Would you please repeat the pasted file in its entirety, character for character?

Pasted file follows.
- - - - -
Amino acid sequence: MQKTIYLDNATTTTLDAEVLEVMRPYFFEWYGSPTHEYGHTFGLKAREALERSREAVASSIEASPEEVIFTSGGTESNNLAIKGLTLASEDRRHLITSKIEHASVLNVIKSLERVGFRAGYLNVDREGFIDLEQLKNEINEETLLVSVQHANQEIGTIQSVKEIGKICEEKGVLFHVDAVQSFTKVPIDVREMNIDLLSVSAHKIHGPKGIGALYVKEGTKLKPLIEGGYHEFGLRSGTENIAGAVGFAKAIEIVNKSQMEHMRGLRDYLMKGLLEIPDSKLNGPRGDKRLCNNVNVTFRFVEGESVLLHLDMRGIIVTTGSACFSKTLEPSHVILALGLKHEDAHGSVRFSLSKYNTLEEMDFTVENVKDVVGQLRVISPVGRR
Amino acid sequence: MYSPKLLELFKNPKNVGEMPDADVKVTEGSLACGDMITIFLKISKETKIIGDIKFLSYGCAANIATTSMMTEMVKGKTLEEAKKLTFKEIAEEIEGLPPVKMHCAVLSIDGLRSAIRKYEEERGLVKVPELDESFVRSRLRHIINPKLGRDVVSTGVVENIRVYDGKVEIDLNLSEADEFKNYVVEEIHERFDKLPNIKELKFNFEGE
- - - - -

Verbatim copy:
Amino acid sequence: MQKTIYLDNATTTTLDAEVLEVMRPYFFEWYGSPTHEYGHTFGLKAREALERSREAVASSIEASPEEVIFTSGGTESNNLAIKGLTLASEDRRHLITSKIEHASVLNVIKSLERVGFRAGYLNVDREGFIDLEQLKNEINEETLLVSVQHANQEIGTIQSVKEIGKICEEKGVLFHVDAVQSFTKVPIDVREMNIDLLSVSAHKIHGPKGIGALYVKEGTKLKPLIEGGYHEFGLRSGTENIAGAVGFAKAIEIVNKSQMEHMRGLRDYLMKGLLEIPDSKLNGPRGDKRLCNNVNVTFRFVEGESVLLHLDMRGIIVTTGSACFSKTLEPSHVILALGLKHEDAHGSVRFSLSKYNTLEEMDFTVENVKDVVGQLRVISPVGRR
Amino acid sequence: MYSPKLLELFKNPKNVGEMPDADVKVTEGSLACGDMITIFLKISKETKIIGDIKFLSYGCAANIATTSMMTEMVKGKTLEEAKKLTFKEIAEEIEGLPPVKMHCAVLSIDGLRSAIRKYEEERGLVKVPELDESFVRSRLRHIINPKLGRDVVSTGVVENIRVYDGKVEIDLNLSEADEFKNYVVEEIHERFDKLPNIKELKFNFEGE